If you suspect that your child has ADHD, talk to your family doctor or pediatrician about an assessment. Your doctor may complete the assessment him/herself or may refer you to a psychologist or psychiatrist for the assessment. A “gold standard” assessment for ADHD includes interviews with parents and other informants, such as teacher, parent and teacher questionnaires, and ideally, observation of the child in more than one setting (clinic and school).
Is ADHD Something Children Can Grow Out Of?
Although ADHD is usually first identified in childhood, it is considered a chronic and life-long condition. Research has found that between 60% and 80% of children diagnosed with ADHD will still have symptoms of the disorder in adolescence and beyond. These symptoms can continue to interfere with their academic, social, and home functioning.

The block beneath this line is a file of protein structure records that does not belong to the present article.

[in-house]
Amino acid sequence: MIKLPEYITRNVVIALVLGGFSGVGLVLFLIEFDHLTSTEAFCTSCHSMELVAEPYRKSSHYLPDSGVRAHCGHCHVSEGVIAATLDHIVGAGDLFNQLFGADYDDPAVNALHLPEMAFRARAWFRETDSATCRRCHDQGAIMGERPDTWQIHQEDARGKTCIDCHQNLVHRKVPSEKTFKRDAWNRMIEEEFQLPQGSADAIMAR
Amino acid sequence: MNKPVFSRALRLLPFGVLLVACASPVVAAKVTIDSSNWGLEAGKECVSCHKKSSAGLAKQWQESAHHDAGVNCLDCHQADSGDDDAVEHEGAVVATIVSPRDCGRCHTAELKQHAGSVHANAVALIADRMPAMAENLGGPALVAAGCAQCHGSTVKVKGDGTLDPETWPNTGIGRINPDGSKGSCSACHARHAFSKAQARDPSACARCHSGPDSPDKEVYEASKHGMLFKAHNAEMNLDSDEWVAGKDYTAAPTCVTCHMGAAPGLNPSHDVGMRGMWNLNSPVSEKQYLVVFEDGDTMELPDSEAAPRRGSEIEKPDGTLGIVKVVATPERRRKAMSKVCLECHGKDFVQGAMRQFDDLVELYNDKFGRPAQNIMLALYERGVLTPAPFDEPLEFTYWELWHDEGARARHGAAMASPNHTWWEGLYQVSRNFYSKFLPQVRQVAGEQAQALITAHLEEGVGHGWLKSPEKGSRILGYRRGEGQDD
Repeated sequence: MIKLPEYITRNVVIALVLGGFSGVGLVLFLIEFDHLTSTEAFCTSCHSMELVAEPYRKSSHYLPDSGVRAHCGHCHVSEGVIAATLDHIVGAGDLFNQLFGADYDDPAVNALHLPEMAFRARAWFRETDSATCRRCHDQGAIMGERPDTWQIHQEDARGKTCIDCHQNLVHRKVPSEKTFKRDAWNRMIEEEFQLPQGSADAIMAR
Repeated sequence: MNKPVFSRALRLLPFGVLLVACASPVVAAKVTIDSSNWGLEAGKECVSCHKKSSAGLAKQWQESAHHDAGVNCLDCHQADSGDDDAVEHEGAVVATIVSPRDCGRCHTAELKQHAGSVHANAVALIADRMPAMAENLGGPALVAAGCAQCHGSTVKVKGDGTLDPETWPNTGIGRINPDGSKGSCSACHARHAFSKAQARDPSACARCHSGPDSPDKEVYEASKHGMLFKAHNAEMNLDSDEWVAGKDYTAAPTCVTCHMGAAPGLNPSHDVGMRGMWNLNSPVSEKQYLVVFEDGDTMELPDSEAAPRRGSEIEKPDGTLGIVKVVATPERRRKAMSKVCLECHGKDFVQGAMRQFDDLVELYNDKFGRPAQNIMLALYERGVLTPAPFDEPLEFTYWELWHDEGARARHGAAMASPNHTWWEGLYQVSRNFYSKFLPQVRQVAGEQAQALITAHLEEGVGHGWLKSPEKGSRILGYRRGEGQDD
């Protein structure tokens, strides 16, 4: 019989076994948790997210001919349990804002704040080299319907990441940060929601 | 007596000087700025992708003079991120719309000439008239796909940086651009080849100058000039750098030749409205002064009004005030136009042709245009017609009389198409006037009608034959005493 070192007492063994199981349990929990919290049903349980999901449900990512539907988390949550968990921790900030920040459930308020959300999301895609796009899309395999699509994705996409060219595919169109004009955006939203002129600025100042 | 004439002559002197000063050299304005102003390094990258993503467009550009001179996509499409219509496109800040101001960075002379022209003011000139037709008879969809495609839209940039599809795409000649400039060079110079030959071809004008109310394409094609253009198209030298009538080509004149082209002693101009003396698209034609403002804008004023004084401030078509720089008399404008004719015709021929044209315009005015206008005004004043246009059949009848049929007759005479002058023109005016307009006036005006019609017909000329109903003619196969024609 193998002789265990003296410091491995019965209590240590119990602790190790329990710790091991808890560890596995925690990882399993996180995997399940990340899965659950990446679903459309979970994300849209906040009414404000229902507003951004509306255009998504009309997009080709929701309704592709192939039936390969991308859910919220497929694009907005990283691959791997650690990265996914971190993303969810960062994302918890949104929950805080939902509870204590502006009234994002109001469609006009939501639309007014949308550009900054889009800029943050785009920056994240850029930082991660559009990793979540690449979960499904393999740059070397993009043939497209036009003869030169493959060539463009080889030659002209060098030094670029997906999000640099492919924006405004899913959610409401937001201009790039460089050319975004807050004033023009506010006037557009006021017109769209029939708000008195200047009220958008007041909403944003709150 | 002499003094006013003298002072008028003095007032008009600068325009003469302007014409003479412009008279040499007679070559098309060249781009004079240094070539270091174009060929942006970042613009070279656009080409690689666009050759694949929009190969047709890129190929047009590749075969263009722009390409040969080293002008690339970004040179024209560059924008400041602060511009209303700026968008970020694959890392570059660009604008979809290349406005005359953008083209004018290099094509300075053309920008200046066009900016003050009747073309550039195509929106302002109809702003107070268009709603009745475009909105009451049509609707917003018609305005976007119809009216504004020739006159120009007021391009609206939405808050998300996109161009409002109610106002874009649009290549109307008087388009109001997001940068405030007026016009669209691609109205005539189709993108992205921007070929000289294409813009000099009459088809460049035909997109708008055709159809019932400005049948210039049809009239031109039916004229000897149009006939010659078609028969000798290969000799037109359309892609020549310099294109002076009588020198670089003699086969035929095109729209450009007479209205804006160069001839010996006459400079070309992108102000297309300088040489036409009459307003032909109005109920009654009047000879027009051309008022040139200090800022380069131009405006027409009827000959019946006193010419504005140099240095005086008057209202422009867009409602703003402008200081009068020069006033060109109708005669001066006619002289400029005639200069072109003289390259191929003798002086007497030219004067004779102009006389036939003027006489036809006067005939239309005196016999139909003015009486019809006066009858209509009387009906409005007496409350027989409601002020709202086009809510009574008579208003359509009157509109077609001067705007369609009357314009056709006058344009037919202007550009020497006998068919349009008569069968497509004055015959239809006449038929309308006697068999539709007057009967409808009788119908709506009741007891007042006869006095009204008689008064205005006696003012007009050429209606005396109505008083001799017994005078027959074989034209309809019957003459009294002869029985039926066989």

Although symptoms of ADHD have been found to persist over time, they can change in presentation as children develop. For instance, it is common for the overt hyperactive/impulsive symptoms that often occur in the preschool and school-age years to lessen gradually as children enter adolescence. Instead, adolescents can experience their hyperactivity internally and report feelings of “inner restlessness” and fidgeting. Similarly, impulsivity that appears as poor self-control and behavioural reactions in preschool and early school-aged children can be displayed as verbal outbursts and poor decision-making in adolescents and adults. In contrast, symptoms of inattention (such as forgetfulness, disorganization, and difficulty concentrating) tend to change less over time and are persistent throughout development.
How Can Parents & Teachers Work Together For School Success?